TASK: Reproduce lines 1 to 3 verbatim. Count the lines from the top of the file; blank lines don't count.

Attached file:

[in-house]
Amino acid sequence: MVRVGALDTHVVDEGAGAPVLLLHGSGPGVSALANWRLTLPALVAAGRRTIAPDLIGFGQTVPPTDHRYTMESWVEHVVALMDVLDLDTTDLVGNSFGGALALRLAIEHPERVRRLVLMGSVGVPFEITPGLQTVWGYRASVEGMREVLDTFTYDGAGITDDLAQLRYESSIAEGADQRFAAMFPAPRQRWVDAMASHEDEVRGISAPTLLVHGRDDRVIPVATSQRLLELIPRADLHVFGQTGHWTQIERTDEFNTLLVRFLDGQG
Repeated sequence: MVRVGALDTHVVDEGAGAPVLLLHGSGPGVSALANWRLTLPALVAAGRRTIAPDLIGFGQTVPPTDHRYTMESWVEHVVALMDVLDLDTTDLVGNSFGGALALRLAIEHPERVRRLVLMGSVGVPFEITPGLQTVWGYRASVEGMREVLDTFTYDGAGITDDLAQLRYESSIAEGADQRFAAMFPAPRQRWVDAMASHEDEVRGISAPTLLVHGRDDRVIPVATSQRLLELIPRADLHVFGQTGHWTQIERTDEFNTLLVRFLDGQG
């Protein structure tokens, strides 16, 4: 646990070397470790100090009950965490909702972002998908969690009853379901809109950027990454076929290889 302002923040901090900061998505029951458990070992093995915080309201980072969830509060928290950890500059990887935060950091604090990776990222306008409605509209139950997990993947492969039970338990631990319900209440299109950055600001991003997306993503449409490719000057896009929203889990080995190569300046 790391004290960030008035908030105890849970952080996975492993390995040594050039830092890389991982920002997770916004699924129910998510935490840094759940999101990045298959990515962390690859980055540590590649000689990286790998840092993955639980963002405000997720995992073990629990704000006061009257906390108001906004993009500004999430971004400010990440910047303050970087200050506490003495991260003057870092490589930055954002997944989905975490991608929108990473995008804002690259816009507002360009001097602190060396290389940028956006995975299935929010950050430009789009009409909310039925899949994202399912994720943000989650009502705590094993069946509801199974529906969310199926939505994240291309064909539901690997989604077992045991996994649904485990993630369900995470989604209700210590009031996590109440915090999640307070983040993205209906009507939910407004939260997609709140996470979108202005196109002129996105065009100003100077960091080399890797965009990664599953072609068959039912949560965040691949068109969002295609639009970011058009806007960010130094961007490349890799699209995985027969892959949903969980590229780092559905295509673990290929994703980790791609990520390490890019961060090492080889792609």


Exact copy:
[in-house]
Amino acid sequence: MVRVGALDTHVVDEGAGAPVLLLHGSGPGVSALANWRLTLPALVAAGRRTIAPDLIGFGQTVPPTDHRYTMESWVEHVVALMDVLDLDTTDLVGNSFGGALALRLAIEHPERVRRLVLMGSVGVPFEITPGLQTVWGYRASVEGMREVLDTFTYDGAGITDDLAQLRYESSIAEGADQRFAAMFPAPRQRWVDAMASHEDEVRGISAPTLLVHGRDDRVIPVATSQRLLELIPRADLHVFGQTGHWTQIERTDEFNTLLVRFLDGQG
Repeated sequence: MVRVGALDTHVVDEGAGAPVLLLHGSGPGVSALANWRLTLPALVAAGRRTIAPDLIGFGQTVPPTDHRYTMESWVEHVVALMDVLDLDTTDLVGNSFGGALALRLAIEHPERVRRLVLMGSVGVPFEITPGLQTVWGYRASVEGMREVLDTFTYDGAGITDDLAQLRYESSIAEGADQRFAAMFPAPRQRWVDAMASHEDEVRGISAPTLLVHGRDDRVIPVATSQRLLELIPRADLHVFGQTGHWTQIERTDEFNTLLVRFLDGQG